Blog by a YOUth participant of ChildSafeNet cyber safety training, Sadhana Budhathoki on what she learnt in the training
We are living in a generation where every youngster is enjoying life in a fantasy of virtual world. It's a sad reality of our generation where breaking of iPhone hurts more than breaking our own legs.
Taking pictures before eating at restaurants and bars, not wearing the dresses that have been already uploaded in social media, making fake personality, hashtag at every things you do, sharing feelings with unknown and doing unnecessary internet challenges have been trending in our society. As many of us spend most of our waking hours using internet, we may be at risk of internet addiction.
People should always be aware of the danger of the internet because "Internet does not forget & does not forgive". Children are especially vulnerable to the danger of internet and could be exposed to threats like cyber-bullying, online sexual abuse, inappropriate content etc.
All over the world, thousands of children use social networking or gaming sites just to have enjoyable times, without being aware of dangerous people they may meet online. Online predators are the biggest cause of worry for parents as they cannot monitor their children every second - what they are doing in internet and by whom they are manipulated?
I had an opportunity to participate in a training on cyber security for protection of children and young people in the digital age at Microsoft Innovation Centre (MIC) Nepal , Khichapokhari, Kathmandu, conducted by ChildSafeNet. The training provided me the knowledge on how children and young people could be vulnerable to cyber crime. I also realized that my knowledge on cyber safety was not sufficient to protect myself and children from such threats.
The Founder of ChildSafeNet, Anil Raghuvanshi Sir shared his experiences and impacts of internet addiction powerfully by giving examples from real cases in our society. During the session, a young intern at ChildSafeNet shared his own experience of gaming addiction and how that impacted negatively on his behaviour and education.
Moreover, listening and participating in the discussions during the training and watching awareness videos made by ChildSafeNet, I came to know how cyber grooming affect children and young people as the groomers gradually and systematically gain trust of their victims for their abuse and exploitation, mostly for sexual abuse.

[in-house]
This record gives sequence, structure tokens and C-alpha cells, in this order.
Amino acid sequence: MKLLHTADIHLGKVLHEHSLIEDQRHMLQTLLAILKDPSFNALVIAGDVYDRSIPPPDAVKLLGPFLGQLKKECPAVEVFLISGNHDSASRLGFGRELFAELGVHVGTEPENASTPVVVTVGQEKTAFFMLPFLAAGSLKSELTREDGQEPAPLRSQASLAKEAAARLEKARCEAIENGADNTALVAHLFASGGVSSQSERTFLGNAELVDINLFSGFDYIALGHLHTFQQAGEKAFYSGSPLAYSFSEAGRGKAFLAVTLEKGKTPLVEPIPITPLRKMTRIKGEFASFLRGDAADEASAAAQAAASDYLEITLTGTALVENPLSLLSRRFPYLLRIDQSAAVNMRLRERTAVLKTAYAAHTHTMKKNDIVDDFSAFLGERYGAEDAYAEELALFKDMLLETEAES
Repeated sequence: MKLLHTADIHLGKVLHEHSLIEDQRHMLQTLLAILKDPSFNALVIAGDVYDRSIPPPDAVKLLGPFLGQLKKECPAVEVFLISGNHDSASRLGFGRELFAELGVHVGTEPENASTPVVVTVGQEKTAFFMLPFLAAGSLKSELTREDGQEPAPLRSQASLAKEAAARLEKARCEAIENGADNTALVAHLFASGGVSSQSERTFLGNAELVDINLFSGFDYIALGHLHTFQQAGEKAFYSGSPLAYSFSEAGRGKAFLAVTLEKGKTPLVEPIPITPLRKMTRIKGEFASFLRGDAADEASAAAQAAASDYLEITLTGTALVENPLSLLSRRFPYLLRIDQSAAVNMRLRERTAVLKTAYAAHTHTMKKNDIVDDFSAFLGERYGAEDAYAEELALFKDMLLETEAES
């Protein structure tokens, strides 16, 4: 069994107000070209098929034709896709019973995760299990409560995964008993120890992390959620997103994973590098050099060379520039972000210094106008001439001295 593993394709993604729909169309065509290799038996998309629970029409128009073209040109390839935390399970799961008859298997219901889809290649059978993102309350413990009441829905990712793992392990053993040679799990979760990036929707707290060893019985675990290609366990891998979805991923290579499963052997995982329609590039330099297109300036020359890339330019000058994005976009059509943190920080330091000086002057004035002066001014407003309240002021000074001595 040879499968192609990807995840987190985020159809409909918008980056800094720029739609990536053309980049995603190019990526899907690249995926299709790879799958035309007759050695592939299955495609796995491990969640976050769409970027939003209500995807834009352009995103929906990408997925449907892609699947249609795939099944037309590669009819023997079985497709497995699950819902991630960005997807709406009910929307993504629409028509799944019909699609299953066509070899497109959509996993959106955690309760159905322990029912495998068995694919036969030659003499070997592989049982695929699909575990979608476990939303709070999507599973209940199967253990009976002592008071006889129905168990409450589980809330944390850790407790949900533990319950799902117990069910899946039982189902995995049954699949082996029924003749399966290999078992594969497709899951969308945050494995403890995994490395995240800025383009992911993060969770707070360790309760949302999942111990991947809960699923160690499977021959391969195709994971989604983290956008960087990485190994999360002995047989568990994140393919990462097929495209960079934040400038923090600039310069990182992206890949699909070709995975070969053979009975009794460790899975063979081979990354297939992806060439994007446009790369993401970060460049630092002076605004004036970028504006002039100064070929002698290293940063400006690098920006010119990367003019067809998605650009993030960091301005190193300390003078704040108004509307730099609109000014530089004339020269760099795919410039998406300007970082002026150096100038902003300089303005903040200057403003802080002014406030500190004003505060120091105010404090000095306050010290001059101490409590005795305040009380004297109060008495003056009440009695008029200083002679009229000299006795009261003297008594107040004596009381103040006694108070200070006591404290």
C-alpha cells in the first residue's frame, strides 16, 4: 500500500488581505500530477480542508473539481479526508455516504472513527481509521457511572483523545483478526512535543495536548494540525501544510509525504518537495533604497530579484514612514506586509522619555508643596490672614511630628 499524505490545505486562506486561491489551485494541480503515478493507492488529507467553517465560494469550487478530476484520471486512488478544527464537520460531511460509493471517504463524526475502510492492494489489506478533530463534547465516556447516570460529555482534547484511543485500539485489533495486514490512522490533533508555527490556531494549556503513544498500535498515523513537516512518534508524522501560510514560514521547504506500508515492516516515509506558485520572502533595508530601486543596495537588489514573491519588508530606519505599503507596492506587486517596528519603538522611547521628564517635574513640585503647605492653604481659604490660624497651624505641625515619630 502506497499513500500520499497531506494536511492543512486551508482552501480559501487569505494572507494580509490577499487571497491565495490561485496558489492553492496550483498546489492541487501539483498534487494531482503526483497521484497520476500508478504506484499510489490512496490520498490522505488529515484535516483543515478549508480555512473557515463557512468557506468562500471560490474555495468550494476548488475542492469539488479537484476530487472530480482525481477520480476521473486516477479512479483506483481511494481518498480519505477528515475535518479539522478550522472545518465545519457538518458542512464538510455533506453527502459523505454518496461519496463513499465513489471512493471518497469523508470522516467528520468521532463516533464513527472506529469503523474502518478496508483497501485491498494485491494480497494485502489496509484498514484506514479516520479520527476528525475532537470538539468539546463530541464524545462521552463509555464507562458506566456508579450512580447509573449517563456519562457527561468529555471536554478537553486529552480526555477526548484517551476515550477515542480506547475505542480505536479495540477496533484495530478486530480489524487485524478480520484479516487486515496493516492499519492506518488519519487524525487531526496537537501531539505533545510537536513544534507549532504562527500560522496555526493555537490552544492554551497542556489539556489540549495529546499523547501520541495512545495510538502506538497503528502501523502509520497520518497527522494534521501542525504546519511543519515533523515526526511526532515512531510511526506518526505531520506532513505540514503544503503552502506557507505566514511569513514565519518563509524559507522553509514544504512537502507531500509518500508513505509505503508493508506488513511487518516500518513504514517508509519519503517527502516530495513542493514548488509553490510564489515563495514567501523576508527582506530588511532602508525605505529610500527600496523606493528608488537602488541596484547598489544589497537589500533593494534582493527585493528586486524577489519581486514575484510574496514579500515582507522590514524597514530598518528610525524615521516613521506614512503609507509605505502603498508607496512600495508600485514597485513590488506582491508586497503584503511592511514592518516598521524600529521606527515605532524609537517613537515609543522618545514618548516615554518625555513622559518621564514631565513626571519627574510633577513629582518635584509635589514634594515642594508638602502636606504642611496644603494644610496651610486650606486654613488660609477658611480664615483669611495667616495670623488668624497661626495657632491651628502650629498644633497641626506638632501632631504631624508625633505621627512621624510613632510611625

Anil Raghuvanshi Sir, presented many issues that young children are facing, such as, online child sexual abuse & exploitation, sexting , cyber-bullying, sextortion, violence and offline sexual abuse. He also shared information on suicide committed by a teenage girl in Nepal after her nude photo was shared online by his ex-boyfriend. A good support system is required to help children who face sexual abuse and exploitation.
Since most of children and young people do not have knowledge about cyber laws, helplines, reporting systems and other security issues, they find themselves helpless. Curiosity to explore new things and meet strangers online cause potential harm as they do not receive proper guidance from parents and teachers on safe use of the internet.
I received following key messages from the ChildSafeNet training for safe use of internet.
- Use strong passwords using combinations of small and capital letters, special characters & numbers. Passwords should be changed frequently and should not be shared with others.
- Block and report people who irritate you and send abusive messages
- Inform parents/guardians, teachers or trusted friends if you are abused or someone tried to harm you online.
- Do not accept friend request from strangers on social media.
- Never share your phone number/s and personal information with online friends.
- Never create, share or upload texts, photos or videos which may make you uncomfortable or could create opportunities for others to harm you.
- For help or to report cases, call following helpline numbers. It does not cost money to call these numbers.
- Child Helpline : 1098
- Nepal Police Helpline: 100